Tuesday, October 28, 2008

Bailout Bullshit Update

Radley Balko writes:
Last week, I noted that despite assurances from Treasury officials that the bailout largess would be distributed in a transparent, accountable manner, one of the first big contracts awarded by the federal government, to the Bank of New York Mellon, had the actual amount of money to be paid to the bank redacted before the contract was made public.

The new website BailoutSleuth now reports that subsequent bailout contracts to PriceWaterhouseCoopers, Ernst & Young, and the law firm Simpson, Thatcher & Bartlett were also posted with significant information redacted.

No matter what happens to the economy, it looks like business and finance journalists will have plenty of job security over the next couple of years, if for no other reason than to track how the government spends all of this money. I'd expect debacles at least on par with the awarding of contracts in Iraq and after Hurricane Katrina.

But, regardless of whatever abuses might be going on, something still had to be done right? Maybe not.

Matt Welch writes:
Three scholars associated with the Federal Reserve Bank of Minneapolis decided to do a little quick fact-checking of "widely held claims about the nature of the [financial] crisis and the associated spillovers to the rest of the economy," and put their findings in a new working paper [PDF]. What'd they learn?
The financial press and policymakers have made the following four claims about the nature of the crisis.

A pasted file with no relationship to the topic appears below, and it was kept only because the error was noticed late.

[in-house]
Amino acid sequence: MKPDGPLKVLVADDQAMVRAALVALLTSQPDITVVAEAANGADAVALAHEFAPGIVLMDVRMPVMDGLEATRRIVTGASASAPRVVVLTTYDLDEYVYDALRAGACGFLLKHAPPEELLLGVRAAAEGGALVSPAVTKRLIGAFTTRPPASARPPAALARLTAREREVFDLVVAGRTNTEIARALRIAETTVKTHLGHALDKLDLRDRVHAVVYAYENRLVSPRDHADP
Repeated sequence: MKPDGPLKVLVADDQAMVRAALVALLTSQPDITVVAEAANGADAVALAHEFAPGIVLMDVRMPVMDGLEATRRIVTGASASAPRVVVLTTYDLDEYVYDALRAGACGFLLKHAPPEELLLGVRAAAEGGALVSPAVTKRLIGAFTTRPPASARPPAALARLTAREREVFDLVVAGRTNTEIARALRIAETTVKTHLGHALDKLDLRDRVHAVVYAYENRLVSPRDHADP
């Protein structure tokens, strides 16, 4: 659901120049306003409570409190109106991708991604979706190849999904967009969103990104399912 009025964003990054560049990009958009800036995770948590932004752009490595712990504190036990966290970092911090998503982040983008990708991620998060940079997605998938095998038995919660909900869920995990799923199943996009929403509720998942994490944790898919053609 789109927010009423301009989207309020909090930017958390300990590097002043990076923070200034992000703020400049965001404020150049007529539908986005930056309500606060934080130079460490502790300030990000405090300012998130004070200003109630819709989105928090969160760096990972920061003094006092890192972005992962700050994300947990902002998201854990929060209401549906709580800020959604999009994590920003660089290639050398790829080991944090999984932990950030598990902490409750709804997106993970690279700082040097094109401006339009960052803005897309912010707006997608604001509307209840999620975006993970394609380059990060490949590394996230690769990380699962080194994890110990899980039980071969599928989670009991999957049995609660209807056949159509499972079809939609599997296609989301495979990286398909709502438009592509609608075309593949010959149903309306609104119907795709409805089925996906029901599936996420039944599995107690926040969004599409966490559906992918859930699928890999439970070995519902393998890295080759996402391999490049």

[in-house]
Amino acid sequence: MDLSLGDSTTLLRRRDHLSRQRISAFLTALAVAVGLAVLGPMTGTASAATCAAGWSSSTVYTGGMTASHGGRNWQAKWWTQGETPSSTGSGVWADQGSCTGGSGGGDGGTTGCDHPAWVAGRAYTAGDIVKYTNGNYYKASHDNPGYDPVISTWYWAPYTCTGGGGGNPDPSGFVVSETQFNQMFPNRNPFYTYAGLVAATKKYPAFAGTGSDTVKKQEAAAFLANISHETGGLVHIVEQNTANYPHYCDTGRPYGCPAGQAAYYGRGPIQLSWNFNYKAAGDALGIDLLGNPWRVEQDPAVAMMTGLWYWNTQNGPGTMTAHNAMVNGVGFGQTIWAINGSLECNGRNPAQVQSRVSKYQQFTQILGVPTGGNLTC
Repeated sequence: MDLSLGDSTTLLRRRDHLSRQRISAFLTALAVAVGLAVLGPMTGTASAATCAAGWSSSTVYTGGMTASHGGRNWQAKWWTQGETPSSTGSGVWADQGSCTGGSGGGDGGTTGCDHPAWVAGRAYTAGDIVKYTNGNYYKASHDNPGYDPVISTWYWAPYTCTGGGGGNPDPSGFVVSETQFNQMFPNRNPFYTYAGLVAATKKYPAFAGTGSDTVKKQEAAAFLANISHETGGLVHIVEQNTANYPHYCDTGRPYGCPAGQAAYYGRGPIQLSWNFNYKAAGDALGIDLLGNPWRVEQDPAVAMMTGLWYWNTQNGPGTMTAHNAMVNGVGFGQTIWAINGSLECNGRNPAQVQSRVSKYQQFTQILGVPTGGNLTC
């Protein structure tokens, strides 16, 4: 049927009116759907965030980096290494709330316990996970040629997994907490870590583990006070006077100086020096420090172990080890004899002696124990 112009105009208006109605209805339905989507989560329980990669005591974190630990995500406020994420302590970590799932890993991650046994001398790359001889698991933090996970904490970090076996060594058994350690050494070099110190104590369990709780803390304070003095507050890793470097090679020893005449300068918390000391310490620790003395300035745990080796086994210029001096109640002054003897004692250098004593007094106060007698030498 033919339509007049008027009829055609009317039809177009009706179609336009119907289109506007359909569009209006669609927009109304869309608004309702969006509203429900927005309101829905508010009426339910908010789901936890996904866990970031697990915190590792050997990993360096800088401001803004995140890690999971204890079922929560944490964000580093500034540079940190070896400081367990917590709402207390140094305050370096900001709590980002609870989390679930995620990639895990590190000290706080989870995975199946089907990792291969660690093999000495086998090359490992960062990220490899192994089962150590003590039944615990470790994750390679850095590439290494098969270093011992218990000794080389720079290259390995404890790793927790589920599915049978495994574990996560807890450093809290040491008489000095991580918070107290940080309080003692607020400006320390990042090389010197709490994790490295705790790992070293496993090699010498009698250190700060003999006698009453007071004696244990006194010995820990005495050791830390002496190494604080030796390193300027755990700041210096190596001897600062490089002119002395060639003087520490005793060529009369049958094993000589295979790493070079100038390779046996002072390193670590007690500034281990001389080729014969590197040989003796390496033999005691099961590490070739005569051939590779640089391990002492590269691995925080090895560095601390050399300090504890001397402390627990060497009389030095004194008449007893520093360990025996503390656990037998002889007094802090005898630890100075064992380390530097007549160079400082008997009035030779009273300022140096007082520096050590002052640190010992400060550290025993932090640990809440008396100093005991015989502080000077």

1. Bank lending to nonfinancial corporations and individuals has declined sharply.

2. Interbank lending is essentially nonexistent.

3. Commercial paper issuance by nonfinancial corporations has declined sharply, and rates have risen to unprecedented levels.

4. Banks play a large role in channeling funds from savers to borrowers.

Here we examine these claims using data from the Federal Reserve Board. Our argument that all four claims are false is based on data up until October 8, 2008.

Whole thing, well worth a read (and probably a drink), here.

This is one of those times when, given how awful all of this is, being able to say I told you so doesn't cheer me up whatsoever.

One of the first things Obama does after he's sworn in should be to make all of the bailout's details public. Thankfully, he has a record of championing governmental transparency. In any case, it may be the first real test to see whether he lives up to any of his campaign's hype.


And here comes the auto industry bailout. But what the hell? What's another $10 billion?

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